During the 2017-2018 flu season alone, millions of Americans were infected with influenza and resultant respiratory issues – and some 80,000 died from complications – yet, I don’t recall the National Guard being mobilized, event cancellations, prohibiting fans from attending sporting events, shutting down schools, banning audiences from televised game shows (?), a run on toilet tissue or the near complete collapse of the strongest markets and exchanges in the world.
That doesn’t mean we should take the threat lightly, and those with compromised immune systems, underlying health problems, such as diabetes, hypertension and respiratory ailments, and the elderly, remain particularly susceptible to serious complications.
I suspect you know that already. . .
Look, I’m no expert in the prevention and treatment of community acquired disease – hell, I’m still fighting a pitched battle with toenail fungus that I picked up in an Army field shower in 1979 – but I’m also confident this isn’t the Andromeda Strain.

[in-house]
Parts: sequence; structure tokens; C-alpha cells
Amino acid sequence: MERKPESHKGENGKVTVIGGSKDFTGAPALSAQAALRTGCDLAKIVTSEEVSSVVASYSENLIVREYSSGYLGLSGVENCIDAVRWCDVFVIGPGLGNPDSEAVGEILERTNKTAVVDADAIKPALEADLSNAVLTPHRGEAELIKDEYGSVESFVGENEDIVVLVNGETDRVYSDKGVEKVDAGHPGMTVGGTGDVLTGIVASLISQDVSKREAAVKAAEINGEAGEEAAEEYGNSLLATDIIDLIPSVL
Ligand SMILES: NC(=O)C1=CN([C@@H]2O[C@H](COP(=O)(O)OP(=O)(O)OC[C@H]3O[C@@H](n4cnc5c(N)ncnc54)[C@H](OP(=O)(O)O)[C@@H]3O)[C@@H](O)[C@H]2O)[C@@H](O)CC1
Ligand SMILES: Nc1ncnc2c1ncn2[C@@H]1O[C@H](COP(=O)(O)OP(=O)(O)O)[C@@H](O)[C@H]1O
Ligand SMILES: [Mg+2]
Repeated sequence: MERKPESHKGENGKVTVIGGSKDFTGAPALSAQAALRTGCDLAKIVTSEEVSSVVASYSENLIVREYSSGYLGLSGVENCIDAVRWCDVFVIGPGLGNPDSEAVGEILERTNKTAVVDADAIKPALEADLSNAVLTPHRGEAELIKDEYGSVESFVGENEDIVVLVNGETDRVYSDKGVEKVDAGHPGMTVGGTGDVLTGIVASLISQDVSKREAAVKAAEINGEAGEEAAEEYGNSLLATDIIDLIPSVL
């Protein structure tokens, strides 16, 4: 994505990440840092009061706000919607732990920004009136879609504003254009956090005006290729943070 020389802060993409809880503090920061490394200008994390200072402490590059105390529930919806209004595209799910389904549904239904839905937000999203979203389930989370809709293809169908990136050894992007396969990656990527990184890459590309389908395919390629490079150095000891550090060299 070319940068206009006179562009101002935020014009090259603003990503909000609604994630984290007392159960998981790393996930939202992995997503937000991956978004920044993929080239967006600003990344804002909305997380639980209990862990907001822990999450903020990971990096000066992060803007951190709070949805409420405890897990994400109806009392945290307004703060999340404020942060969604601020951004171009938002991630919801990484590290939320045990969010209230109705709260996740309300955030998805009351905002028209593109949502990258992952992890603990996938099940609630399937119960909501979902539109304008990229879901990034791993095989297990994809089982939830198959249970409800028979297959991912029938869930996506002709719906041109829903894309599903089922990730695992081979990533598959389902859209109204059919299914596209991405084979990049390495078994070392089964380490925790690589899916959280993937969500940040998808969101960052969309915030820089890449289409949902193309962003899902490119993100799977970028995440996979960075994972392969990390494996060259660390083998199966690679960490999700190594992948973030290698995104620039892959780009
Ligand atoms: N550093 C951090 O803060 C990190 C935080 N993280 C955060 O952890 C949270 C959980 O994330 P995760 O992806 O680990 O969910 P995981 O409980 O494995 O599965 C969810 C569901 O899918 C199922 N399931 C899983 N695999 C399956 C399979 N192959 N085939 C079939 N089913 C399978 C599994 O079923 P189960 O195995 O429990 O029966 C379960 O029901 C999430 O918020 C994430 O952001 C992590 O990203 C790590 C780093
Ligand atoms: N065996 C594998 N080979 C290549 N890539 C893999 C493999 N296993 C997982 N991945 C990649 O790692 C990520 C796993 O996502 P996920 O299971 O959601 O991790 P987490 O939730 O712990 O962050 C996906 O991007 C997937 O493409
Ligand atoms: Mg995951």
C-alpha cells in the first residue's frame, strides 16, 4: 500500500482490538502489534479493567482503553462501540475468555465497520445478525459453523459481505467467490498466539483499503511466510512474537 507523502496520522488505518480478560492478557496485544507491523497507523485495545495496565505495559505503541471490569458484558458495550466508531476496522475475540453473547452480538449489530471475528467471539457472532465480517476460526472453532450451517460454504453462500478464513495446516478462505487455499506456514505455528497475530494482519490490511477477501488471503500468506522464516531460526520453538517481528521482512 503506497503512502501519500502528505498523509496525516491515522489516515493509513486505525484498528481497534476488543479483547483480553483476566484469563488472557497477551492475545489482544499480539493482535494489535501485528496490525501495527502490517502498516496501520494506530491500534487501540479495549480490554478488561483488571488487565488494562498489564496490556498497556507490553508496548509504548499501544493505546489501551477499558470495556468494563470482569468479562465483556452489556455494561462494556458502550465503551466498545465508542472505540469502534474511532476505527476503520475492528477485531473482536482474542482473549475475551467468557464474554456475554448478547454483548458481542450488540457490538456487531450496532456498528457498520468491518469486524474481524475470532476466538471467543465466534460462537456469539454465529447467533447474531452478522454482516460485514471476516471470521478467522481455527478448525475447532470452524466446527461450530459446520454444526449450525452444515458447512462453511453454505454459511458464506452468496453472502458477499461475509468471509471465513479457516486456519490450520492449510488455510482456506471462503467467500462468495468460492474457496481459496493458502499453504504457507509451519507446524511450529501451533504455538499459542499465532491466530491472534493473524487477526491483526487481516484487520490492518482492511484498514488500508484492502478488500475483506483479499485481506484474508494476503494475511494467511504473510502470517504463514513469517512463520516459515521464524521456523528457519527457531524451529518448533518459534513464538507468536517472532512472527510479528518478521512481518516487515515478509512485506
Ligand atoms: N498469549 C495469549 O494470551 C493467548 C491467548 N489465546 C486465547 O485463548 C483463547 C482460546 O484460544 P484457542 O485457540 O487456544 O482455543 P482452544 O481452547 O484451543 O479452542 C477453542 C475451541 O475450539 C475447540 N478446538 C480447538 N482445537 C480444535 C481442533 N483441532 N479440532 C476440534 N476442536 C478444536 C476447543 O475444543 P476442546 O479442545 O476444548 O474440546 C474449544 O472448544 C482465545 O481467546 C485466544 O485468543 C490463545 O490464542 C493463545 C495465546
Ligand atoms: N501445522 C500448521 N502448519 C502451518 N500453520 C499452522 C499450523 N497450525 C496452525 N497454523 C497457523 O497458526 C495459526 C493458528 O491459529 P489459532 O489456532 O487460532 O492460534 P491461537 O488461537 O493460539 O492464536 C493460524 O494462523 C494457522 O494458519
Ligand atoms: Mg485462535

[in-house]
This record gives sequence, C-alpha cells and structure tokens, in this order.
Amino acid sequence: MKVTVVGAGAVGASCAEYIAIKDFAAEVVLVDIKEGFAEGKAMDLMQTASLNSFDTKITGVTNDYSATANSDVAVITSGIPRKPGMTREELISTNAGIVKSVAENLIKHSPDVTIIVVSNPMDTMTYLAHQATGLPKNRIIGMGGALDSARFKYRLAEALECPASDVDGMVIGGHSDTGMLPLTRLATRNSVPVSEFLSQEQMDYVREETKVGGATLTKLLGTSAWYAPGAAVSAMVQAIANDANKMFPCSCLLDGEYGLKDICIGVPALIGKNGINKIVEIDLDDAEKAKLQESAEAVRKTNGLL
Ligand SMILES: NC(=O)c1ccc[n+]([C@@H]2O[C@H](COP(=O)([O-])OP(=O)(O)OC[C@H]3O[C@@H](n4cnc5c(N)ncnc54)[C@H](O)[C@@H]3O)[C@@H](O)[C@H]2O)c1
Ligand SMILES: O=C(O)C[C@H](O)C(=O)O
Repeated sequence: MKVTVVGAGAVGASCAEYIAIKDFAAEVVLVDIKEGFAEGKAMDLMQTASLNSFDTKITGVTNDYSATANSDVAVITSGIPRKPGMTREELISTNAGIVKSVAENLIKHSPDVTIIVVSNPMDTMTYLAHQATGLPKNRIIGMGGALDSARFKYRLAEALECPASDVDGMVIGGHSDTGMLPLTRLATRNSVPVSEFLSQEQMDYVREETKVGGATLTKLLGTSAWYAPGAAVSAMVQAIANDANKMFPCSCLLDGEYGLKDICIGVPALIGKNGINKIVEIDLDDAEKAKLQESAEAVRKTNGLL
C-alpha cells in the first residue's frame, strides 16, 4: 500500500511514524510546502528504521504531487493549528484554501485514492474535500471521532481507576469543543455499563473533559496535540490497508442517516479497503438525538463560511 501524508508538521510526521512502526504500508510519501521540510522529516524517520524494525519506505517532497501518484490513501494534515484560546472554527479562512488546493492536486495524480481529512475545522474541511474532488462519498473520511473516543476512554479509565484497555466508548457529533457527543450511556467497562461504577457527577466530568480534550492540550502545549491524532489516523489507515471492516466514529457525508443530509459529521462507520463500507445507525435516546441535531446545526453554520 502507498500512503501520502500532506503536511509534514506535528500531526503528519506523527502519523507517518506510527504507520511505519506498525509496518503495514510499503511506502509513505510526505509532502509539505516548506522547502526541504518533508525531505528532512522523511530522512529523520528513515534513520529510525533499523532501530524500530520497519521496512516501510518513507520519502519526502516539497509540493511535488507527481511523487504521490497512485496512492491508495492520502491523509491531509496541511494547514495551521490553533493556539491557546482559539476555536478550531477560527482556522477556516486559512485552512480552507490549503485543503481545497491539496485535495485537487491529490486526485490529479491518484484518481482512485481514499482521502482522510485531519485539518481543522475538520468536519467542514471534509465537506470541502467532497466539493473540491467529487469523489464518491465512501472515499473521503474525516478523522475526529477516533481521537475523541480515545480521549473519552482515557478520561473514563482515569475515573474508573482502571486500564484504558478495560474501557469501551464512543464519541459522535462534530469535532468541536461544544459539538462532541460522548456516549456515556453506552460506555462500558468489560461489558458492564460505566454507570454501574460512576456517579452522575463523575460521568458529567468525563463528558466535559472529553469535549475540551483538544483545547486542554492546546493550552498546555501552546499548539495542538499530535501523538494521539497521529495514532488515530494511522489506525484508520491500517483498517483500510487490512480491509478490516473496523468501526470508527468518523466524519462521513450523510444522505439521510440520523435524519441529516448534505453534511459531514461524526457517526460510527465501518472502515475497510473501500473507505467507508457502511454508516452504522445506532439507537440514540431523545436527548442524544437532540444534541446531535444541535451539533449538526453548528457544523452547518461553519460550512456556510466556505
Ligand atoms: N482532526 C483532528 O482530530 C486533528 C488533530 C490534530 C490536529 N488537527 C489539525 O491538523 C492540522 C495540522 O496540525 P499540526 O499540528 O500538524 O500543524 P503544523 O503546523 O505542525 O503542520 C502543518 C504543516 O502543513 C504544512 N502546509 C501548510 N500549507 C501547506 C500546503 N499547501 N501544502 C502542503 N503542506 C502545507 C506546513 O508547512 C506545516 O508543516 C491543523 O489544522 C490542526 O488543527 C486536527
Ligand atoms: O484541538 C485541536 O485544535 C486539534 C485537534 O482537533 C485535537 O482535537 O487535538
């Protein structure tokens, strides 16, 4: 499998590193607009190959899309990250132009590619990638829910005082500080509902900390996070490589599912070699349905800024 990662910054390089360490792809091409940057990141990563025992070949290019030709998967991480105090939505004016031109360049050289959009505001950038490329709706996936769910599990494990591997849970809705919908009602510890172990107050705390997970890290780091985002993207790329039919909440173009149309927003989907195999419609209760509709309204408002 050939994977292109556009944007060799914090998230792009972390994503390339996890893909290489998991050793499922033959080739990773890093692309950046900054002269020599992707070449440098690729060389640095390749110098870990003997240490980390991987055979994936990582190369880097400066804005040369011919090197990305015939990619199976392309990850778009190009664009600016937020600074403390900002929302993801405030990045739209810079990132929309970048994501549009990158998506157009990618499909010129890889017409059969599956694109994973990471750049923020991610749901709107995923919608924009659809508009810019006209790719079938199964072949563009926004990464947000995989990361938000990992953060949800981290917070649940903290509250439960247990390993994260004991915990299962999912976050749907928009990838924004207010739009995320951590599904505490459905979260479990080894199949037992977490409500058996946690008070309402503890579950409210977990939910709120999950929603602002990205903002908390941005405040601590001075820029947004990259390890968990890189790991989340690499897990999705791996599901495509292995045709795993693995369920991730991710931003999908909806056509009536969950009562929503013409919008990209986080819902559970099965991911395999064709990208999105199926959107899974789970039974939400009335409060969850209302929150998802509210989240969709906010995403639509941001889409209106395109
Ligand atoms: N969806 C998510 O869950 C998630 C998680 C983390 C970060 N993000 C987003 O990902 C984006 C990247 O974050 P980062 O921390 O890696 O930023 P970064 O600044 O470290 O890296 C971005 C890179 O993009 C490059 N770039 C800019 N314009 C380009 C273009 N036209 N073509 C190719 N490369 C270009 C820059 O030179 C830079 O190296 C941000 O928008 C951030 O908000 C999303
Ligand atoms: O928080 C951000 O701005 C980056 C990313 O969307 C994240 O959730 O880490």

I also know that panic and hysteria have never solved anything.
So, here are some commonsense suggestions for protecting yourself and your family during these anxious times:
Plan ahead and be ready – not just for coronavirus – but for all hazards.
Learn about emergency and continuity of operation plans at your place of employment – and your child’s school (if they have one?)
Wash your hands with soap and water for at least 20-seconds.
Clean and disinfect frequently touched surfaces daily in household common areas.
Avoid travel to places with a high incidence of coronavirus – and listen to the warnings and suggestions of the Centers for Disease Control for the latest on how best to protect from this illness.
Like Winston Churchill boldly said – “We have nothing to fear but eventually eyeing the drapes when the toilet paper runs out,” or something like that. . .
Be cool, people. Take care of yourselves and those who count on you.
Let’s get through this together.